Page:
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Achievement Award Winners

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2007 Award Recipients

Lean Battery Initiative (LBI)

LBI Graphic

The LEAN Battery Initiative (LBI) addressed problems related to peacetime and surge production for the battery most widely used by our Warfighters.

Primary lithium batteries are the power source for over 200 systems used by the WarFighter of today. During Operation Iraqi Freedom the supply of military unique lithium batteries almost reached zero days of in-theater supply, with this commodity being the only logistics item briefed to the President. The most significant reason for this was the inability of the production base to keep pace with demands.

Chief contributors were limited production capacity, long lead-times for supply chain and production equipment and relatively high levels of scrap.

The Lean Battery Initiative was established with a team consisting of government personnel, lean enterprise specialists and the lithium battery production base. Goals of the lean Battery Initiative were to conduct Value Stream and Capacity Analyses of the 5590/5390 battery supply chain and identify and implement supply chain performance improvements to increase the responsiveness of the chain to customer demand. A combination of government and company funded corrective actions were implemented, including reorganization or start-up of factory floor production and test processes, pre-positioning of long lead-time components and introduction of automation and other technology improvements to increase product consistency and production flexibility.

The impact of LBI benefits the WarFighter in several important areas:

The LEAN Battery Initiative provided process improvement solutions that cut across three battery producers, improving production processes to increase industrial base capability to respond to a sharp increase in BA-5590 / BA-5390 battery demand levels. The LEAN Battery Initiative improved production processes by 25% across the industrial base

Government / Industry Team Members:

LBI Team Members

Low Cost Pressure Assisted Densification of SiC-N Armor Ceramic Tiles (LCP S-N CT)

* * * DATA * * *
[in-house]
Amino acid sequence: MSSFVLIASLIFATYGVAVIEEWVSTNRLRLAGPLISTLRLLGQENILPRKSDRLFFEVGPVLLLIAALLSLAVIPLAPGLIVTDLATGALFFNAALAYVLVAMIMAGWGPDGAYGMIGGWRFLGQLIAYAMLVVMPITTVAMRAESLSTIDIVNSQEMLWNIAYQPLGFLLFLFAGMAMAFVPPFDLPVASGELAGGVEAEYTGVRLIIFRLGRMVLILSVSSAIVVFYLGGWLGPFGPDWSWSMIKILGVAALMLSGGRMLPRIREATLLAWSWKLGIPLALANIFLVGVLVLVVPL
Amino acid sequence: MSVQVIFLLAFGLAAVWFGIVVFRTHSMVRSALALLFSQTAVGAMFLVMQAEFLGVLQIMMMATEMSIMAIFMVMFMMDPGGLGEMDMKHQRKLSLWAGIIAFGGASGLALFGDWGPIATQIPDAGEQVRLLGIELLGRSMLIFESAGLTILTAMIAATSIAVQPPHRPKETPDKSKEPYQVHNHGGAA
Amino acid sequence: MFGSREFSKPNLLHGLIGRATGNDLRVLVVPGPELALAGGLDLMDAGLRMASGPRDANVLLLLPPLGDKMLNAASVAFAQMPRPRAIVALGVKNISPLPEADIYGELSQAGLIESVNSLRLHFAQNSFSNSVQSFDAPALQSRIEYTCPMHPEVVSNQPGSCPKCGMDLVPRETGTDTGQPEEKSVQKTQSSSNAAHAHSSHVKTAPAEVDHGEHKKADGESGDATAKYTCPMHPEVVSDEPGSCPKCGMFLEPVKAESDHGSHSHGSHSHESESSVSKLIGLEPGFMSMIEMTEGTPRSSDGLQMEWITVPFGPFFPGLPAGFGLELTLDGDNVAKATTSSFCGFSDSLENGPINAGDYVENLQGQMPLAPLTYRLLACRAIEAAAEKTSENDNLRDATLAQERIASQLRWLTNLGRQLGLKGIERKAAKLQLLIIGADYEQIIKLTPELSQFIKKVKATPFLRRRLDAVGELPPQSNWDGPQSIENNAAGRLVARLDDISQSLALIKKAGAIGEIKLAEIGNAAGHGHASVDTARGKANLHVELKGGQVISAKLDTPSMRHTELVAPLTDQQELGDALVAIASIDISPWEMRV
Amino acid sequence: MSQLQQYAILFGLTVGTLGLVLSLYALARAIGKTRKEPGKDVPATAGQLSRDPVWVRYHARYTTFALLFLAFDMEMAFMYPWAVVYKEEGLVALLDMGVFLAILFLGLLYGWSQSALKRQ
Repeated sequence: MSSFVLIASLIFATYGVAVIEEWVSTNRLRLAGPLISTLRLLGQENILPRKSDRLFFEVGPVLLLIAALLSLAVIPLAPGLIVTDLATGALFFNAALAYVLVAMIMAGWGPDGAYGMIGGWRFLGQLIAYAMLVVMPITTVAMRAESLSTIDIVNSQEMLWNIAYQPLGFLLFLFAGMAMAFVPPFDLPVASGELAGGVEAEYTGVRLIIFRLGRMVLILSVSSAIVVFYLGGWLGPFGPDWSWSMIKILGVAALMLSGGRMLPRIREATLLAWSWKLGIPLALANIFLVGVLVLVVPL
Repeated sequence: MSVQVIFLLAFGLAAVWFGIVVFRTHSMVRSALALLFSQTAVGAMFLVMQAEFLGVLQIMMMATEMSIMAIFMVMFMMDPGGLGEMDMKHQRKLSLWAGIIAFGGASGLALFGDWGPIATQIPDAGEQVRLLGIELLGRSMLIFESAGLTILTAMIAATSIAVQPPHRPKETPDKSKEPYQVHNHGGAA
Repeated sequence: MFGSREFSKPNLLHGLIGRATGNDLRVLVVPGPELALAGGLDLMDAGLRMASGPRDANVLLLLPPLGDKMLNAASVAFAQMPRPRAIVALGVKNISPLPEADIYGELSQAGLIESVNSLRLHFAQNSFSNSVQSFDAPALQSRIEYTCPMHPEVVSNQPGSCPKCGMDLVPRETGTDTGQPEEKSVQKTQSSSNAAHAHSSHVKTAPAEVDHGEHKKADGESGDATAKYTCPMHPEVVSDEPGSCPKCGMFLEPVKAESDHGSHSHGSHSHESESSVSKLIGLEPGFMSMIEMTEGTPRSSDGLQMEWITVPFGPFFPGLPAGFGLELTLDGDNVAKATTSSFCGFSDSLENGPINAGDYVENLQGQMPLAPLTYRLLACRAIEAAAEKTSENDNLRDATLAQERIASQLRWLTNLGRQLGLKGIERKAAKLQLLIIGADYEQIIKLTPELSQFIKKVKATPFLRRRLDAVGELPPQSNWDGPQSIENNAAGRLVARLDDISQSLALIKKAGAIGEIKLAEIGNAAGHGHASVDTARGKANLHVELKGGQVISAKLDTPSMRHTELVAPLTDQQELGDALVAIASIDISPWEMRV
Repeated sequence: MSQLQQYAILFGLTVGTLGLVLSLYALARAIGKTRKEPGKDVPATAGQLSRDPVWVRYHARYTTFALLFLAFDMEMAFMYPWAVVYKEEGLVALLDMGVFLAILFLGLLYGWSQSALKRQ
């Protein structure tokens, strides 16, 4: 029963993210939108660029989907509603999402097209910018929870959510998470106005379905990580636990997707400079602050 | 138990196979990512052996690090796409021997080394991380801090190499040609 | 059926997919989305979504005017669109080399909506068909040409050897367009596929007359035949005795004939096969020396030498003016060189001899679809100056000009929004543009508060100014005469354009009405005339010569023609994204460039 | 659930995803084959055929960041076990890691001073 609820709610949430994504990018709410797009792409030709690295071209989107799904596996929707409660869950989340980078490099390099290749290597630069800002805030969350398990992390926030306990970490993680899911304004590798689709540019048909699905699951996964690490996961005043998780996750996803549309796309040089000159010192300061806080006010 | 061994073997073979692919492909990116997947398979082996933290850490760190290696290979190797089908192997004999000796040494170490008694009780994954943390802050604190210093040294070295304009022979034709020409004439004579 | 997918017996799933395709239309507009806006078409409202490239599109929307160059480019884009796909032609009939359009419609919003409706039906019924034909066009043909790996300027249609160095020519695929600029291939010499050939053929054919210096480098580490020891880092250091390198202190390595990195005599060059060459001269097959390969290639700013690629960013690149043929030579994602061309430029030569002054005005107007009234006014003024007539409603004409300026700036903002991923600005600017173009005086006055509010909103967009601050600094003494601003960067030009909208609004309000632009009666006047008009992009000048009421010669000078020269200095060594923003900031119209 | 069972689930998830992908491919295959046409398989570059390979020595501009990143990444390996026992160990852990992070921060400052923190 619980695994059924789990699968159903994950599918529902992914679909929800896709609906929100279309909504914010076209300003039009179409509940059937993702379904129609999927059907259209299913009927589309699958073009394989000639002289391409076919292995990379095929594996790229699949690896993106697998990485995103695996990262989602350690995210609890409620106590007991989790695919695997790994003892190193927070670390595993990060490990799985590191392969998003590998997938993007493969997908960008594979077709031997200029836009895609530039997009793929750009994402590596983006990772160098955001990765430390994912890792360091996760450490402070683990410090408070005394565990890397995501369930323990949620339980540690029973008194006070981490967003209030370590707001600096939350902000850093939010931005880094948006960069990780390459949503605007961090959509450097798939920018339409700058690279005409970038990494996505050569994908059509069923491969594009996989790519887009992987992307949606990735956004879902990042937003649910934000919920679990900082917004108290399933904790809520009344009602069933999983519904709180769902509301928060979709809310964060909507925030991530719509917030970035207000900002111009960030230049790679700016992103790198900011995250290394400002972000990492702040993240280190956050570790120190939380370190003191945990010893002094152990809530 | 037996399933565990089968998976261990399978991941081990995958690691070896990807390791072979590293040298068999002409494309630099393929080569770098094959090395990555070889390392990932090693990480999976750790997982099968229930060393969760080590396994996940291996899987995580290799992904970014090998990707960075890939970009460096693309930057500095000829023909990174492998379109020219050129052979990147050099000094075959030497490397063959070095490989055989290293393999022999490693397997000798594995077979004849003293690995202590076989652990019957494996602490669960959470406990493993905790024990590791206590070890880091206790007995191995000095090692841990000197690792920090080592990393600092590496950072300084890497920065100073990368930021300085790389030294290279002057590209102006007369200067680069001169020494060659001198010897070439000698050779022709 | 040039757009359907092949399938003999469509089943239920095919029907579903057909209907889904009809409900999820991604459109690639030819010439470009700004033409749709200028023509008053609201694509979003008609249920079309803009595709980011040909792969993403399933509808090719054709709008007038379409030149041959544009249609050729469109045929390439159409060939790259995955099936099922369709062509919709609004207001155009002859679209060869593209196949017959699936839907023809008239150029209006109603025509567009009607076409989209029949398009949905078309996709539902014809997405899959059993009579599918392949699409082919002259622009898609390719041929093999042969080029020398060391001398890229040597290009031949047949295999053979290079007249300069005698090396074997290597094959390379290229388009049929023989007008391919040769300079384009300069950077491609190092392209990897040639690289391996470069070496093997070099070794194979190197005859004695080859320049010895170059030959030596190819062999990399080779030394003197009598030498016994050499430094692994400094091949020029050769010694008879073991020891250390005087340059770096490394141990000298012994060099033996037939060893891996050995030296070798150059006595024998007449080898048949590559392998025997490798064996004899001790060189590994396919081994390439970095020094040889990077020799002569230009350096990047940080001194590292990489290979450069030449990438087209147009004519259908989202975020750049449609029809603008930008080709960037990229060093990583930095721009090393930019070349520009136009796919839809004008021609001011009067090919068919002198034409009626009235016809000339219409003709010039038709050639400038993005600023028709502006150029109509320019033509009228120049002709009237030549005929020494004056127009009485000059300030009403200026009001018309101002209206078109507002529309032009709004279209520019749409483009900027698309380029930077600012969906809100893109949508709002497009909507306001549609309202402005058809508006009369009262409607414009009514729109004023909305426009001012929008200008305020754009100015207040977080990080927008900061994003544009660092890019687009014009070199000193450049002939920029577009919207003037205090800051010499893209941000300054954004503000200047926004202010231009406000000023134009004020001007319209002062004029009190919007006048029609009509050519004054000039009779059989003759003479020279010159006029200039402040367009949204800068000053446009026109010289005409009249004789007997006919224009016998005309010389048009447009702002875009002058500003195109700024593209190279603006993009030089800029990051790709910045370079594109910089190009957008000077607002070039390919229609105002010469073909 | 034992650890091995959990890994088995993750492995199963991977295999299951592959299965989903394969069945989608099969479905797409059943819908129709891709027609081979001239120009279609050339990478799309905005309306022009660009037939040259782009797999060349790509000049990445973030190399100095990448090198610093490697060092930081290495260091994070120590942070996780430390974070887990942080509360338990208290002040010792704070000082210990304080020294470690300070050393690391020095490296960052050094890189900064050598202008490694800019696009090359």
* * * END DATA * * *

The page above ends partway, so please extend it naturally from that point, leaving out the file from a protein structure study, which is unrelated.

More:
Example LCP Equipment

The Army has traditionally used heavy steel armor for its combat vehicles. Transformation requires movement toward a lighter, modular, future force. Through the Future Combat System, the Army’s goal is to provide the firepower and survivability of an M1 tank in a 25 ton vehicle rather than a 72 ton vehicle. Next generation combat vehicles require ceramic armor that can protect against enemy threats, however, armor tiles present challenges to manufacture for vehicle applications.

The baseline method for producing ballistic armor tiles was through a batch process. This process took over 2 days to produce just one batch and was not even capable of producing enough tiles for prototype FCS vehicles. The Army Manufacturing Technology Program invested in the automation to mature the manufacturing capability from a batch process to a semi-continuous process. This allows fielding of advanced armor for FCS and current force vehicles at a greatly reduced cost.

Force vehicles

This allows fielding of advanced armor for FCS and current force vehicles at a greatly reduced cost.

This Army ManTech project developed advanced manufacturing methods for ceramic tiles that reduced hot press, consolidation, die stripping and diamond machining process times.

The net result was a reduction of cost from $135/lb to $85/lb, saving over one million dollars in 2007. Additional cost reductions are projected for FY08 to bring this to $50/lb. This program will net a total cost avoidance of $327M from full rate production; an ROI of 7.7 to 1 for the Army.

Vehicles made with lightweight armor can also be manufactured in a more modular, or “open” manner, allowing production of different types of vehicles for different Warfighter situations. The Low Cost Ceramic Tiles for Ground Vehicles team successfully demonstrated the manufacturing processes that are so important to producing weapons systems for our Warfighter.

Government / Industry Team Members:


Translational Friction Welding Of Titanium Engine Blisks (TFWTEB)

This project developed enabling technologies to allow for the demonstration of The technical and commercial viability of fabricated titanium blisks vs. forged And machined titanium blisks, using the TFW solid-state joining process for Airfoil attachment and full airfoil replacement repair.

It demonstrated that:

Solid-State Joining Process Example

The TFW Titanium blisks passed full engine test conducted by the GE23A Program Office. In evidence of a rapid transition to implementation, GE has invested their money to install a multi-million dollar TFW manufacturing cell, with installation scheduled for December 2007. This new TFW capability will be used on both military and commercial engines.

Government / Industry Team Members:


2007 Defense Manufacturing Technology Achievement Award Nominees

The manufacturing technology project nominees that were considered for the ninth annual award were completed and/or demonstrated in FY07 or FY08. The nominees were:

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